American Legion testifies on securing high-demand jobs for veterans

American Legion testifies on securing high-demand jobs for veterans

American Legion Director of Veterans Employment and Education Joseph Sharpe testified on Feb. 2 before the House Committee on Veterans’ Affairs Subcommittee on Economic Opportunity on efforts to secure high-demand jobs for veterans.

A shortage of high-skilled labor — further impacted by the COVID-19 pandemic — has left employers struggling to fill certain positions. While many veterans use their GI Bill benefits to earn conventional four-year degrees, intensive, short-term programs can develop the skills that today’s employers require, Sharpe told lawmakers. This enables veterans to accelerate themselves to new positions in the job market and address the economic challenges of today.

“To be viable candidates in the 21st century workforce, veterans need training opportunities that are affordable, flexible and applicable to their desired industries,” said Sharpe.

Veteran Employment Through Technology Education Courses (VET TEC) is a five-year pilot program designed to help eligible veterans secure meaningful employment in the high-demand technology sector. The program was initially authorized in the Harry W. Colmery Veterans Educational Assistance Act of 2017 and launched in the spring of 2019.

VET TEC pairs eligible veterans with Department of Veterans Affairs (VA) training providers offering high-tech training and skills development. This includes information science, data processing and computer software programs. VET TEC also uses an employer consortium to help veterans find employment following the completion of their program. Rather than a traditional four-year degree path, VET TEC courses range between 40 and 700 training hours.

The VET TEC program provides non-active duty students a housing stipend and subsidized tuition by VA, while preserving GI Bill eligibility. Nearly 5,000 veterans have utilized the program to date, with an 88% graduation rate and a 72% employment rate. On average, it is taking graduates around two months to find employment and starting salaries have averaged more than $59,000. Currently, only 16 states have approved training providers available, said Sharpe.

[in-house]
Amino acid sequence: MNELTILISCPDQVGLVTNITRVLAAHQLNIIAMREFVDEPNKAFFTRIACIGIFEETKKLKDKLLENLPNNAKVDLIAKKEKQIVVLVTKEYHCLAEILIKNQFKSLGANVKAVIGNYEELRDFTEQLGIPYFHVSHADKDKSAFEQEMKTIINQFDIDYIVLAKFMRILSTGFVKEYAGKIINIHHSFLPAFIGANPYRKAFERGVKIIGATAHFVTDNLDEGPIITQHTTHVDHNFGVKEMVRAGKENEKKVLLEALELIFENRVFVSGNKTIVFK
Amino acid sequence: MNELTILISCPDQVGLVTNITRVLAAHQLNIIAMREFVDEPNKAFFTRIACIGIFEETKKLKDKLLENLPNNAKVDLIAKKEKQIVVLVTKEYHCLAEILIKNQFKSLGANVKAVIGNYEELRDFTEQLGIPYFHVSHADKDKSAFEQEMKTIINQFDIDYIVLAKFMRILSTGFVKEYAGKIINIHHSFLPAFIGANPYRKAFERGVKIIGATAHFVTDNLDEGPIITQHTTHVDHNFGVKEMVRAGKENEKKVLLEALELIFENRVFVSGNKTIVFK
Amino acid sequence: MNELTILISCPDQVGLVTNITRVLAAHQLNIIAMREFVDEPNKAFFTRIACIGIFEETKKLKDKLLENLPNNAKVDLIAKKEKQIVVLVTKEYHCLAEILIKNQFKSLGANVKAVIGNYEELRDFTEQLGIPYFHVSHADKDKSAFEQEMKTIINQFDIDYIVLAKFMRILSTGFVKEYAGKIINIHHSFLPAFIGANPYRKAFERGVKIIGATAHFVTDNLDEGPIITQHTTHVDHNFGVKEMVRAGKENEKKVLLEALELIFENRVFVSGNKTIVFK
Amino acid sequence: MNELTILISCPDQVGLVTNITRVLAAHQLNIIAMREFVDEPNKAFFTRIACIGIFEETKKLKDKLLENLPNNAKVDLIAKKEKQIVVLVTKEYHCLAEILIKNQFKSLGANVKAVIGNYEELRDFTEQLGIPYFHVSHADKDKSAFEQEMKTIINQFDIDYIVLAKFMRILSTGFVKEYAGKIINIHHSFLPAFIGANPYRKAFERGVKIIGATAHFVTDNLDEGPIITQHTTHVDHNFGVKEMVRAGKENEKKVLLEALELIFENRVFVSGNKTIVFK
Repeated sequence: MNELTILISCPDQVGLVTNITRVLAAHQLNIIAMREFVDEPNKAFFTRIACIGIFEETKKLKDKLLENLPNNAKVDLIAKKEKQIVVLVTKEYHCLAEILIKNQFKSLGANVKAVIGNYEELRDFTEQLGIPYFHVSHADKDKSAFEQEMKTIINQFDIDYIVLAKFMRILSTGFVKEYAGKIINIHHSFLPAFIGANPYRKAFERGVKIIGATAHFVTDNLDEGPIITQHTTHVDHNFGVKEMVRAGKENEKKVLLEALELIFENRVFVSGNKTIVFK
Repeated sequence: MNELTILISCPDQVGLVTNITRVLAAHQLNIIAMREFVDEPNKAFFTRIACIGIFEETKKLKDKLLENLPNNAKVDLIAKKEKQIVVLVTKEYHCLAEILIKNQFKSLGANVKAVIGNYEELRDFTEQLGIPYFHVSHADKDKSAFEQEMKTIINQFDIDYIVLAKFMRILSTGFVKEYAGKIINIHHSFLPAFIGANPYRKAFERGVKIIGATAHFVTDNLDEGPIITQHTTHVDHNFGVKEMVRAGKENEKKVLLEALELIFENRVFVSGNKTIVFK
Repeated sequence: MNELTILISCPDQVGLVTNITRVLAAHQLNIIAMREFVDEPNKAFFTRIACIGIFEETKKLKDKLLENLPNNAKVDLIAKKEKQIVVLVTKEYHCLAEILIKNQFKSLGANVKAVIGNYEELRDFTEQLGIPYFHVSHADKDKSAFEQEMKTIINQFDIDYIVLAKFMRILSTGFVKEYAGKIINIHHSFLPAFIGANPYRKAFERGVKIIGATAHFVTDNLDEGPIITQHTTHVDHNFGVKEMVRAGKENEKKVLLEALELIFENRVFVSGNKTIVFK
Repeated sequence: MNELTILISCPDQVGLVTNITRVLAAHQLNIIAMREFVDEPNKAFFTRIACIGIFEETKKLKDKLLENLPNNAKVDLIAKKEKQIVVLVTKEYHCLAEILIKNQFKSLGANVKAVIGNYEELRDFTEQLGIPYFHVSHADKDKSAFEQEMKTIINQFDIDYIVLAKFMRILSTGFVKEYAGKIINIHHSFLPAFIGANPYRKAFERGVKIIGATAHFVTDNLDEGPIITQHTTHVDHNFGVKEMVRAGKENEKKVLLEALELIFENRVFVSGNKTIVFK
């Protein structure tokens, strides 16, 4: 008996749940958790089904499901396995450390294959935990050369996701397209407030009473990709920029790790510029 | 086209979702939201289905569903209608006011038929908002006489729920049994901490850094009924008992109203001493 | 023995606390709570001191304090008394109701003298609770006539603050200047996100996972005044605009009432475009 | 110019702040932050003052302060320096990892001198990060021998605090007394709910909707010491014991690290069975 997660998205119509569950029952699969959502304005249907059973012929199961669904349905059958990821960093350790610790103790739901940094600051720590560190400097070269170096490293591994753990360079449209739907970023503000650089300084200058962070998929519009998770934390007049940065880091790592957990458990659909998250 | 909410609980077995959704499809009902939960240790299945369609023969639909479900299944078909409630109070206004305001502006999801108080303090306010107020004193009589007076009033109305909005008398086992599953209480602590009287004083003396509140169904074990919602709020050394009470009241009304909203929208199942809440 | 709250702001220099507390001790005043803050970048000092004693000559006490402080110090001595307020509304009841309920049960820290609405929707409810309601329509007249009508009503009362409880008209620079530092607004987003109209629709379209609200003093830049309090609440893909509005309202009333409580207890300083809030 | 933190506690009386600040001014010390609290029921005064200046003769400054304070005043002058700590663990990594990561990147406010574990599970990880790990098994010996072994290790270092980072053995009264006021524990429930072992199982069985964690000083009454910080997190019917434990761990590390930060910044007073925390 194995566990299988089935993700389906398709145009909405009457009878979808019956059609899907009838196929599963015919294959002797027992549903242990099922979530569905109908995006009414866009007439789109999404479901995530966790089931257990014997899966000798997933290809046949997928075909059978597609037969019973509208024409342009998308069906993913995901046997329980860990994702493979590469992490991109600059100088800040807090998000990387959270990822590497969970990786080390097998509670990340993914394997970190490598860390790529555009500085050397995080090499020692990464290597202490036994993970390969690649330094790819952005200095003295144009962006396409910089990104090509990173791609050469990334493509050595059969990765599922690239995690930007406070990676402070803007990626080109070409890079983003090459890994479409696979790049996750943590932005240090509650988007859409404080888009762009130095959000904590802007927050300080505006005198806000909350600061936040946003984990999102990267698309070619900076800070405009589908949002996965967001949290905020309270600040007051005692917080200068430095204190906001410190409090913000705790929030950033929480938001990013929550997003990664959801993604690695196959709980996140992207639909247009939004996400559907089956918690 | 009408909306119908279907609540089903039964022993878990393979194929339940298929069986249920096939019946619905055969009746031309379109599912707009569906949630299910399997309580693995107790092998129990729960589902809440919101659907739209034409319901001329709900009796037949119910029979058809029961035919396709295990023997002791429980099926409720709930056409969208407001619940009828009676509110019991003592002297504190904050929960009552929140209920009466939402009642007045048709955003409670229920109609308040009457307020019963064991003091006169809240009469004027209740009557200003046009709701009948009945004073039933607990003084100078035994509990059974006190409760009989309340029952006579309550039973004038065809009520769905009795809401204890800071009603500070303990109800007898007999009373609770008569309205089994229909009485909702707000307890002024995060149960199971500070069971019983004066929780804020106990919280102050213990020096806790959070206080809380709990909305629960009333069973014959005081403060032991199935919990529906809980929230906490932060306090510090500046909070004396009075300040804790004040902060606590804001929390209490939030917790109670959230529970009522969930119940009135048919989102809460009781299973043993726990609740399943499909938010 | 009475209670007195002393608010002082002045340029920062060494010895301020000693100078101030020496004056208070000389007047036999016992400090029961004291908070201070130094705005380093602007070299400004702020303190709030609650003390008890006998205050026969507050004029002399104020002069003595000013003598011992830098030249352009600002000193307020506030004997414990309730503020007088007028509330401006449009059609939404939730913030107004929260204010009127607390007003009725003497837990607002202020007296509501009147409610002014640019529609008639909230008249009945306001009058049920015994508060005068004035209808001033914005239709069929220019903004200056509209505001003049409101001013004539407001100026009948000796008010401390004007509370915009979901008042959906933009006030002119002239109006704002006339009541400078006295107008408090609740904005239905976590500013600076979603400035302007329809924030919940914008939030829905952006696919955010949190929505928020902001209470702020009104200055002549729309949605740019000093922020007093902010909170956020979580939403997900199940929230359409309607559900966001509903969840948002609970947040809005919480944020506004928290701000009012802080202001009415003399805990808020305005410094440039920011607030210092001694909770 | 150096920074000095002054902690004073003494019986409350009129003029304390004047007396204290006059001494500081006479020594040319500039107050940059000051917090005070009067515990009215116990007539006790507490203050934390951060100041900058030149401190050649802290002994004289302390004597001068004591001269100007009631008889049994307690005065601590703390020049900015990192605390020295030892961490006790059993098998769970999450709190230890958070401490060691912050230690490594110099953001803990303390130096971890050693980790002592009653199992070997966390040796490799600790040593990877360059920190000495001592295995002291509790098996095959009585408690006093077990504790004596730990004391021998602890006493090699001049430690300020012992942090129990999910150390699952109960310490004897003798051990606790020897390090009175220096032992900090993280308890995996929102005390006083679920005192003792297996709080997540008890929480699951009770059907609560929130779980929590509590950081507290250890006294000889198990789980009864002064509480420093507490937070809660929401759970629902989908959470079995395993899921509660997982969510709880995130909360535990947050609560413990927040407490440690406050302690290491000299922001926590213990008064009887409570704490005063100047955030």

“The American Legion calls on Congress to increase VA training program offerings and access for VET TEC throughout the nation and its territories,” he testified.

“Additionally, Congress should require a report detailing demographic, geographic, and Diversity Equity and Inclusion metrics of applicants rather than just age to ensure the program is best positioned to serve an increasingly diverse veteran population.”

In addition to the VET TEC program, certain eligible veterans have access to the Veteran Rapid Retraining and Assistance Program (VRRAP). That program offers education and training for high-demand jobs — including health care, education and engineering — to veterans who are unemployed due to the pandemic.

Veterans participating in VRRAP will receive up to 12 months of tuition and fees and a monthly housing allowance based on Post-9/11 GI Bill rates. To be eligible, veterans must be unemployed because of the pandemic and not eligible for GI Bill or VR&E benefits.

VRRAP was developed as part of the $1.9 trillion coronavirus economic relief package signed into law by President Biden in March 2021. About $17 billion was allocated to support VA in its response to the pandemic. Of this, $386 million went to VRRAP. To date, only one quarter of the funding has been used.

“To boost veteran engagement in VRRAP, Congress should work with VA, Department of Labor and American Job Centers to increase program outreach to meet the funding or participant limits,” Sharpe told the subcommittee. “Additionally, Congress should eliminate the VRRAP program eligibility cutoff age of 66 to provide older veterans access to this vital benefit.”

According to Sharpe, part of the reason many veterans could be shying away from the program is the ambiguity. Asking Congress to clarify what constitutes unemployment specifically attributable to the COVID-19 pandemic as criteria for VRRAP would mitigate this issue.

“Finally,” said Sharpe, “The American Legion calls on Congress to expand VRRAP eligibility to any veteran who is either unemployed or underemployed.”

The American Legion supports the program through Resolution No. 305: Support the Development of Veterans On-The-Job Training Opportunities.